Cellphone etiquette during concerts in spotlight as Underwood set to play Fargodome on Saturday
FARGO - When Carrie Underwood takes the Fargodome stage here Saturday night, the audience will light up.
But it's not just beaming faces, eager to see the country starlet that will be shining, the glow of iPhones, Androids and other cells are likely to shoot into the air.
Gone are the days when lighters lit up the floor seats and twinkled into the rafters of the bird's eye view.
If today's concert goers want to see the sways of flickering Bics - there's an app for that.
Fargodome Executive Director Rob Sobolik said the traditional "lighter in the air" concept is burnt out, but the light of a cell phone is still bright at concerts, including those made by smartphones with an app that makes the lit screen look like a lit cigarette lighter.
While the tradition stays alive with technology, other uses and simple cell phone etiquette at concerts is a hot topic.
"It's a point of discussion all the time in our industry," Sobolik said of restrictions on cell phones at concert venues.
While common etiquette dictates cell phones should never be held up for extended periods of time, blocking the view of others, the Fargodome does have a strict no-videotaping rule.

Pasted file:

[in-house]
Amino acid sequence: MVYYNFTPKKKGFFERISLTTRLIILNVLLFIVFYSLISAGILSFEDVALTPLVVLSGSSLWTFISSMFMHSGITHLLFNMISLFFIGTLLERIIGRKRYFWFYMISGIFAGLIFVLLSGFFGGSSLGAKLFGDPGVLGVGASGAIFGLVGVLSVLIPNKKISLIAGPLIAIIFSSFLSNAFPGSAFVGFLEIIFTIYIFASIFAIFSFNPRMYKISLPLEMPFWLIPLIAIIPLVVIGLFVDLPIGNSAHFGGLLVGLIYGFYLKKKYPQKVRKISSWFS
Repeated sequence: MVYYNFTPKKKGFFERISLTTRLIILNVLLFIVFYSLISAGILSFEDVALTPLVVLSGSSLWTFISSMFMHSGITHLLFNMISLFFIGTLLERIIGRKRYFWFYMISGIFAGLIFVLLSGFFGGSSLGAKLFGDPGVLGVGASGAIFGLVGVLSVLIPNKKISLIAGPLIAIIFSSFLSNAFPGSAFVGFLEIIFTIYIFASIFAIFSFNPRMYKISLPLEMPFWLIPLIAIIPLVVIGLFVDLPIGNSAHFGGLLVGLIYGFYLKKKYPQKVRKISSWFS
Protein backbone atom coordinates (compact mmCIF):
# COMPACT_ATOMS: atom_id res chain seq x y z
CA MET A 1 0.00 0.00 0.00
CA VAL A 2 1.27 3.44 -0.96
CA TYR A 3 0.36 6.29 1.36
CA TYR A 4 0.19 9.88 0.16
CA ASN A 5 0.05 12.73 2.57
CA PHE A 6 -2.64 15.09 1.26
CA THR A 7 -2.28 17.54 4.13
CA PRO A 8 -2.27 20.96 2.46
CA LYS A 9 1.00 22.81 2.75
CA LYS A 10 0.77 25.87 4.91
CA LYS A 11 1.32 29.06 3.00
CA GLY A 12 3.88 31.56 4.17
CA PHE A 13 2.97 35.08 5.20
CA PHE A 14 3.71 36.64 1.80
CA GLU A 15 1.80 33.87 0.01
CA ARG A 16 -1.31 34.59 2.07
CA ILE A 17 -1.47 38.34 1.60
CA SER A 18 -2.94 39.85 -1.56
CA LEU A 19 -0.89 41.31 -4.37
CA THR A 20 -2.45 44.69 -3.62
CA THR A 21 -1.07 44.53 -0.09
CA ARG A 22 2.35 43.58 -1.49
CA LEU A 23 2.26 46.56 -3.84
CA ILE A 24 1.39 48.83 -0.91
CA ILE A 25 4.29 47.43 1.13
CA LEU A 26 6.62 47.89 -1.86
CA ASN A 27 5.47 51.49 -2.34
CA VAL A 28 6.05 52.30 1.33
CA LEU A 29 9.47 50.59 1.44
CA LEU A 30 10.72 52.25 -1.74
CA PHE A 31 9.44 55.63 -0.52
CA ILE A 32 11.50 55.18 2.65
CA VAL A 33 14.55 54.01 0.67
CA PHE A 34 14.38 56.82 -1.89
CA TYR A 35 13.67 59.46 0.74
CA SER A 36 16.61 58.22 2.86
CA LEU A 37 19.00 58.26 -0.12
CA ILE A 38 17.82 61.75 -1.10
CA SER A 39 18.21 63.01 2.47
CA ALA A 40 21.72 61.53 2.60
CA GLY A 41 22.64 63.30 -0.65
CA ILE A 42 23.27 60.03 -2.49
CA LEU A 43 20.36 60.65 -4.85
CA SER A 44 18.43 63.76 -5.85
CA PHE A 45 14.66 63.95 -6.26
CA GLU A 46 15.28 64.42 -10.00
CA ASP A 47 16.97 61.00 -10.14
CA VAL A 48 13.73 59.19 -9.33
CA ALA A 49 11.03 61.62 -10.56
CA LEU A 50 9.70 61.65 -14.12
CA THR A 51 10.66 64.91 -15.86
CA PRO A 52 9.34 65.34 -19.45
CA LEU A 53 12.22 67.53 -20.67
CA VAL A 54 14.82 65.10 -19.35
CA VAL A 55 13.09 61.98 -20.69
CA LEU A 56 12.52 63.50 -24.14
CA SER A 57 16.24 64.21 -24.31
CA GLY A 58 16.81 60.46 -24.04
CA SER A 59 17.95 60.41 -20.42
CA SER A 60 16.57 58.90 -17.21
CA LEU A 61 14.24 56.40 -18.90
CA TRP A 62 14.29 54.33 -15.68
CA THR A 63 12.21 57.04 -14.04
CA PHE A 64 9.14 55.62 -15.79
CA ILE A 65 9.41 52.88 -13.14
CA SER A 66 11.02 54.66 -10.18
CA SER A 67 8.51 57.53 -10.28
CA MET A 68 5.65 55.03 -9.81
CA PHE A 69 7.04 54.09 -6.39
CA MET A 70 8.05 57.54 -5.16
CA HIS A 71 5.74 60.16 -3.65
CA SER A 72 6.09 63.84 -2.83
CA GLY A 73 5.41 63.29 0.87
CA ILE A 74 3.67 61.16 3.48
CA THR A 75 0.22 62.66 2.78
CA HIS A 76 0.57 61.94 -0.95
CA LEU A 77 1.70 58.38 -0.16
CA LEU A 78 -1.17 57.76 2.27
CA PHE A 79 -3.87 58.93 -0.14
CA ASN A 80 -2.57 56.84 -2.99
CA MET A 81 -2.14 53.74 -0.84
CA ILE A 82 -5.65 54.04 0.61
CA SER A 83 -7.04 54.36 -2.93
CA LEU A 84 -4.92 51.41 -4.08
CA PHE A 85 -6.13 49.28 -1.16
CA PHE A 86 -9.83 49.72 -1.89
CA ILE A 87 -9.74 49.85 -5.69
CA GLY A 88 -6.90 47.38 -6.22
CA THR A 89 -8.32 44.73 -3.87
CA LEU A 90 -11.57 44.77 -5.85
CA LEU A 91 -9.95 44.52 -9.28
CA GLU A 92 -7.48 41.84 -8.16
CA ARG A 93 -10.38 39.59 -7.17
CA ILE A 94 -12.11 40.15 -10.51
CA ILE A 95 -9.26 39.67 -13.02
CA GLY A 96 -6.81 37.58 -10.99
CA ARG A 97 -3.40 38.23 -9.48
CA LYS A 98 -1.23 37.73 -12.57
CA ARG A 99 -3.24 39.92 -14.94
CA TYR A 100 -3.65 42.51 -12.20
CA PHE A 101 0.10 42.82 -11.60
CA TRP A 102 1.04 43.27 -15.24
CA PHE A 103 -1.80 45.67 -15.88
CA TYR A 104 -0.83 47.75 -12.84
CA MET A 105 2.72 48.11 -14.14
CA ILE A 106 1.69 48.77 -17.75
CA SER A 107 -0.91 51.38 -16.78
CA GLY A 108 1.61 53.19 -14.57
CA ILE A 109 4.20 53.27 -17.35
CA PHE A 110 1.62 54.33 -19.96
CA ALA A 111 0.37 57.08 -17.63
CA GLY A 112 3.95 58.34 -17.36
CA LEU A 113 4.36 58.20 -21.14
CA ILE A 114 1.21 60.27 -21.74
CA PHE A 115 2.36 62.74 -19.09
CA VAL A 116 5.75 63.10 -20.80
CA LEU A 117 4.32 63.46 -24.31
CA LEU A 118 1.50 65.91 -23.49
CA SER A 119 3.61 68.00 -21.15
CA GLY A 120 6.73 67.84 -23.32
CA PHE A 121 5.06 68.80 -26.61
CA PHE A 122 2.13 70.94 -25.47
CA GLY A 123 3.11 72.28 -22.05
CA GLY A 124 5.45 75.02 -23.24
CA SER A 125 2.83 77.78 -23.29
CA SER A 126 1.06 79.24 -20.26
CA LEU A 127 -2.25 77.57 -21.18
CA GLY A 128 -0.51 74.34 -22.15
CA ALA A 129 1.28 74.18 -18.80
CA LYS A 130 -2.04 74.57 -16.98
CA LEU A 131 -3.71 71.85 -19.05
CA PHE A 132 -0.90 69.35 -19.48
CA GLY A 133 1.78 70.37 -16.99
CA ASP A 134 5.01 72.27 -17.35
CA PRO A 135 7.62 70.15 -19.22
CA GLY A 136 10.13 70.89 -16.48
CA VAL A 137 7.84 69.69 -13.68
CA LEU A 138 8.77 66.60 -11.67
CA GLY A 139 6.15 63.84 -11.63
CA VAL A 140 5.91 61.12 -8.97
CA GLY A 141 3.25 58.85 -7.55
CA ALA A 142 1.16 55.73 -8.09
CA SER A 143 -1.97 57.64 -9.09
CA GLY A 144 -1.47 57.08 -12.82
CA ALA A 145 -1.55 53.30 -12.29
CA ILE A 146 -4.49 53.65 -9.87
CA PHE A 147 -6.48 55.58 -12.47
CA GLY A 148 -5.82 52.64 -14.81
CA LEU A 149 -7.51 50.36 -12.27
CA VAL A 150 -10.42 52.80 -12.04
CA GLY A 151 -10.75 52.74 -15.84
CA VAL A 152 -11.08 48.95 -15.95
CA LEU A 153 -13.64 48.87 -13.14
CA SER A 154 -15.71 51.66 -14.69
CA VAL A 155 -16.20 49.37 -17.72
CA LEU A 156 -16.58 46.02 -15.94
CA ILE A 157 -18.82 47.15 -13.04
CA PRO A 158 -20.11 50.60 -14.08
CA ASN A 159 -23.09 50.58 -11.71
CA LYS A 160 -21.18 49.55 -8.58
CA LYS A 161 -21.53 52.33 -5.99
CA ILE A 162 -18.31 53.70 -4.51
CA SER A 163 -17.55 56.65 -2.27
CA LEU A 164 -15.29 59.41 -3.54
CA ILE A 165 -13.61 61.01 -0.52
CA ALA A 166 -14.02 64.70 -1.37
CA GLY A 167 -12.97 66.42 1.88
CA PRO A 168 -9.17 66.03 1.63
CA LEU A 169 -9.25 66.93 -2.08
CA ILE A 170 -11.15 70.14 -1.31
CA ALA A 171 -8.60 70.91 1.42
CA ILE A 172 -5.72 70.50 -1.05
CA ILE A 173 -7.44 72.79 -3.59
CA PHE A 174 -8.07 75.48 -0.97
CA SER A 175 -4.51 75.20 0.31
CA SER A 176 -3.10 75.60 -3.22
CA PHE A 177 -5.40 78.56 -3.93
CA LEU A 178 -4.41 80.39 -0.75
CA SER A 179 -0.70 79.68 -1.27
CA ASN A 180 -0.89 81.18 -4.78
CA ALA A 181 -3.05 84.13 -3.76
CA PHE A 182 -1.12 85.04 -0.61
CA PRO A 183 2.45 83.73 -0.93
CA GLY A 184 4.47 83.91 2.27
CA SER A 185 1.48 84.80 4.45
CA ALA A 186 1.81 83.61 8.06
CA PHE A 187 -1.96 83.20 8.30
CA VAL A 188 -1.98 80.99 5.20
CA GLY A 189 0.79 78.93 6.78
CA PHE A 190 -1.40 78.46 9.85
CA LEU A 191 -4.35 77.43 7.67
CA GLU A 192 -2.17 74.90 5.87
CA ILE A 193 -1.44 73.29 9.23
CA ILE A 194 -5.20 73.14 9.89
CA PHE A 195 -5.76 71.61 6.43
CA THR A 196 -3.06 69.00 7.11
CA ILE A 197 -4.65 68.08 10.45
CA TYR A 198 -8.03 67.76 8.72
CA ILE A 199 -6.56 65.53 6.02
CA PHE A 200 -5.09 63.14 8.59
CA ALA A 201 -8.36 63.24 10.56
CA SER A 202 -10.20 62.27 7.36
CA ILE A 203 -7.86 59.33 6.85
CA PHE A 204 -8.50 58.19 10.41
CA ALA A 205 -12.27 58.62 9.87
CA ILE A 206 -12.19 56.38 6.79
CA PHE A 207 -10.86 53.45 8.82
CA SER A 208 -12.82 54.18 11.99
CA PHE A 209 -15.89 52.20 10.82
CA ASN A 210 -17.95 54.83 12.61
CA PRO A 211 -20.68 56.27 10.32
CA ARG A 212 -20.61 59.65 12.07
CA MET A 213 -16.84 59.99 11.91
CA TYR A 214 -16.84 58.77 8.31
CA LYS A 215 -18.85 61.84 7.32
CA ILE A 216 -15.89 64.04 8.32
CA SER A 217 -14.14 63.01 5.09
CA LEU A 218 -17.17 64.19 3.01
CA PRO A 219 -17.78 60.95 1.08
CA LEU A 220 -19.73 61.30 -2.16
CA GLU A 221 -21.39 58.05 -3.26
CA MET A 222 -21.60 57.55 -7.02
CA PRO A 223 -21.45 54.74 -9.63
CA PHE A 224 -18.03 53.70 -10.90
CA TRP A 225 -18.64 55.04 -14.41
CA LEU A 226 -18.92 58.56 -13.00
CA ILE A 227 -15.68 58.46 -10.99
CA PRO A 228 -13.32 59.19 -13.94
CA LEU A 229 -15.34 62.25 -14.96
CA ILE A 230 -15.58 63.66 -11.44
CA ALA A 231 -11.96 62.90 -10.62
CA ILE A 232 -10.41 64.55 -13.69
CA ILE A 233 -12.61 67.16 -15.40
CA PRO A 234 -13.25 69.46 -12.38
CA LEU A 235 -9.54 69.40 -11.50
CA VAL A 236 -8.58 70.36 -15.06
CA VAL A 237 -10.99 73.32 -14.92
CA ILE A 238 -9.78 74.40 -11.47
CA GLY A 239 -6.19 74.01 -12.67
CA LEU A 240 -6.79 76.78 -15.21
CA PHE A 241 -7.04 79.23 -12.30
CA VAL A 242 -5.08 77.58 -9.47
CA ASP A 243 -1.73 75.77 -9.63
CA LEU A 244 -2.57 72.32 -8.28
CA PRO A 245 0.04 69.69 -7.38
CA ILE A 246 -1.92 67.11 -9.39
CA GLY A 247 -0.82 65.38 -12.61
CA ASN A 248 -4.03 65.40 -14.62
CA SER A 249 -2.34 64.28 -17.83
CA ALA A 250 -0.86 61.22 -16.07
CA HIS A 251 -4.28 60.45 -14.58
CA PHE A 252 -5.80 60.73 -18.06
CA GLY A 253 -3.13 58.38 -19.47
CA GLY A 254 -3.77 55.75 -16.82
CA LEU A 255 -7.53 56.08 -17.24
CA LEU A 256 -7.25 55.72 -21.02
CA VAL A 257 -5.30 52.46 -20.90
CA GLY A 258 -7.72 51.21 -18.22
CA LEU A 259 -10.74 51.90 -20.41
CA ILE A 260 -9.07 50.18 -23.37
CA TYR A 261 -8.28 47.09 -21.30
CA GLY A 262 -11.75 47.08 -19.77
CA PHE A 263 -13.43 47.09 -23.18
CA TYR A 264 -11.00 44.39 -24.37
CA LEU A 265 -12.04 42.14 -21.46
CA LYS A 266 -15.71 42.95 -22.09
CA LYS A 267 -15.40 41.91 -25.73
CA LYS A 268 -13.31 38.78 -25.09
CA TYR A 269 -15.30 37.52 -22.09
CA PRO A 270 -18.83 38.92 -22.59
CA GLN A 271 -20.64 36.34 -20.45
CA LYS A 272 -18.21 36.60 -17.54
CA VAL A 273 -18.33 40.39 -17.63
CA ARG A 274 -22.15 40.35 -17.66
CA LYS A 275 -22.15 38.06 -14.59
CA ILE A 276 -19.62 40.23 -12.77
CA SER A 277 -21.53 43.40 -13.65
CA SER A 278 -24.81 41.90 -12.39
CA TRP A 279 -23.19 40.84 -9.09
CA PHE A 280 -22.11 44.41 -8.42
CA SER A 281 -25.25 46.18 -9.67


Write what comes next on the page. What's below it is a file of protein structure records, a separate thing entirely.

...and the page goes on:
Audio and videotaping performances are prohibited, including at Underwood's Saturday show. Sobolik said anyone caught videotaping, including via cell phone is subject to having their phone confiscated.
"It's a case by case basis," Sobolik said. "If the show requires no videotaping, they'll be asked to quit. It all depends on the severity; there are a lot of things that go into it."
Professional cameras and lenses are also not allowed.
Cell photos are allowed, but common courtesy should be kept in mind.
Some artists also find the added lights a distraction.
When Miranda Lambert played the Fargodome in January, some concertgoers were surprised to learn they had to turn in their glow sticks before entering the arena after they were dubbed a "distraction" by the artist.
Aside from video use through cell phones, no fan lighting restrictions have been applied for Saturday's concert, said Jesse Schmidt, Underwood's publicist.
The concert marks her second visit to the Dome.
She drew 10,500 fans in June, 2010.
This time around, the now-married American Idol alum is promoting her "Blown Away" album that went on sale in May and has sold more than a million copies.
The album title track is currently in radio and top 20 playlists everywhere.
Underwood co-wrote eight of the 14 songs on Blown Away, including the first single, "Good Girl," which became her 15th career No. 1 single.
Underwood has told fans that like the album, her 2012 concert series will feature a wide range of tones with plenty of theatrical surprises.
If you go
What: Carrie Underwood's Blown Away concert with opening act Hunter Hayes Concert
Info: Tickets are still available at www.inforumtix.com. The concert begins at 7:30 p.m., doors open at 6 p.m. Tickets range in price from $43.50 to $63.50.